So, it got me thinking about what the Mustang means to so many people. The original Bullitt car is likely to sell for millions of dollars. And rightly so. The Mustang is very likely the greatest modern American automobile of all time.
It’s hard to imagine that the design and development of the first iteration of the Mustang dates back 60 years. Think about that for a moment. The year is 1960. Cars are physically enormous, tail fins are everywhere, Connie Francis has a number one song on AM radio, and three grown adults can sit across the front or rear seat of most American cars cruising the highway at 75 mph, burning gas at .28 cent per gallon. General Motors owned nearly 70% of automobile production throughout the entire world, and virtually everyone who wanted a car was looking for a mobile status symbol to validate their success.
But at Ford, in 1962, Lee Iacocca and his team of designers and developers had just launched the internal development program heading in a completely different direction. Two years later, they delivered the Mustang to eager dealerships and a frenetic public.
People camped outside Ford dealerships to get their hands on the Mustang. It was the iPhone, long before Apple. The clamor, it turns out, was what Iacocca had suspected; people wanted a new type of car. The Mustang was a clean, simple design with enough variety in options to deliver everything from a simple beige six-cylinder economy minded coupe to a performance packed red fastback with racing stripes and sporty instrumentation.
Sales for the Mustang went way beyond expectations, with 415,000 units delivered in less than a year. But it wasn’t just the car, it was a celebration of the lifestyle and changing population that made the Mustang an icon of youthful vigor and vitality. Just a few weeks prior to the Mustang announcement, the Beatles made their debut on “The Ed Sullivan Show”, and the Civil Rights Act was signed into law. All of these things signaled a shift from the stodgy post-war mentality and buttoned up mindsets of the 1950s. There was no stopping the ’60s, and the Mustang led the pack as a key feature of action movies, racing, and as a boastful but understated middle-class fashion trend setter – one that plumbers, school teachers, or accountants could proudly own.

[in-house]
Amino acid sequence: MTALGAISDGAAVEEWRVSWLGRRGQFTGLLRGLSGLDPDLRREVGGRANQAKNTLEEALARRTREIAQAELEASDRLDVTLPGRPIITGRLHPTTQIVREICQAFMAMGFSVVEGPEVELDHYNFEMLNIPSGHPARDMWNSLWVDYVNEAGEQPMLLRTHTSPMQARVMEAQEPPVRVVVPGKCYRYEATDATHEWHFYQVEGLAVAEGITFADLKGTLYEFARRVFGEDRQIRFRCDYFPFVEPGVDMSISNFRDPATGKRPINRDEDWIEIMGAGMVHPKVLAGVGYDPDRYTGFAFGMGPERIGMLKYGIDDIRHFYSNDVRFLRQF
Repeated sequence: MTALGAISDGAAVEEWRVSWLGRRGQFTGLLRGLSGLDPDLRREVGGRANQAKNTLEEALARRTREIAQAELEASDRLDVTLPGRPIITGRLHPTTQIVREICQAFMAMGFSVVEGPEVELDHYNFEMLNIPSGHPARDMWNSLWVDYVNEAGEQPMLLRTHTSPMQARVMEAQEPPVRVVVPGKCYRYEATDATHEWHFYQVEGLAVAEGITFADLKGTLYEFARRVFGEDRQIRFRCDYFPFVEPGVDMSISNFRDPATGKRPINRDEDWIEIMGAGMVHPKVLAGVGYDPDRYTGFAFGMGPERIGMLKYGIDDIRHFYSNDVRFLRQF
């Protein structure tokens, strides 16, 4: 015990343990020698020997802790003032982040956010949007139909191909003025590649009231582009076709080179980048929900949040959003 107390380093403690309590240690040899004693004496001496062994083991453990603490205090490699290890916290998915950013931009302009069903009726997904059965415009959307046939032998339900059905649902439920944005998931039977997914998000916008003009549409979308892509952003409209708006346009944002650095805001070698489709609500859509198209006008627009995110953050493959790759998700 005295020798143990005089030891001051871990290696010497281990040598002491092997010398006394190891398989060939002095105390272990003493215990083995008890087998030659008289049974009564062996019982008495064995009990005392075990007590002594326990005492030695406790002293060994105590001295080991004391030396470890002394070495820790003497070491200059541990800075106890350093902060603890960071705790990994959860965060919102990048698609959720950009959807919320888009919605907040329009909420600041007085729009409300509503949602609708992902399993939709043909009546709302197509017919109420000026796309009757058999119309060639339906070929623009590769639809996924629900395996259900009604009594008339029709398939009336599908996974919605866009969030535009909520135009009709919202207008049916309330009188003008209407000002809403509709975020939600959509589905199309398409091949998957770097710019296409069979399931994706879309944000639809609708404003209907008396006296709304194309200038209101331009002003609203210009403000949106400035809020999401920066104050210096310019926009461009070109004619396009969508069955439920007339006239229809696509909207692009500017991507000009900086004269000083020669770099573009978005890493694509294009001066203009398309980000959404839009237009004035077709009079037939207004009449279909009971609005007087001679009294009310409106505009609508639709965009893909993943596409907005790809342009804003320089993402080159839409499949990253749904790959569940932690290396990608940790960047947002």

A large part of the Mustang mystique lies in the simplicity of the design. Driven primarily by cost constraints, the Mustang was developed as a variant of the Falcon, built using as many components from the existing unibody line including much of the interior and nearly all the drivetrain components. But the austerity of the Mustang was further heightened by the remarkably clean and uncluttered lines established by Joe Oros and his Ford design team who won the internal design competition, establishing the look for the new body panels that would become the Mustang. Driven by a series of “Ferrari-like” front end ideas, but with a clean chiseled and linear body side, the Mustang delivered a fresh new look to the automotive landscape. Taut and compact with minimal chrome trim, the Mustang conveyed tailored elegance at a modest price. Like much of the fashion trends moving across America at this time, the Mustang was trim and understated, but what it lacked in opulence, it more than made up for in performance and reliability. Although the Mustang spawned multiple competitors from other manufacturers, it continued to maintain a lead sales position for years to come as the platform got larger, then smaller and more economical, before thankfully returning to the performance roots that icons like Shelby, Bullit, Hertz, Saleen, and many others cultivated.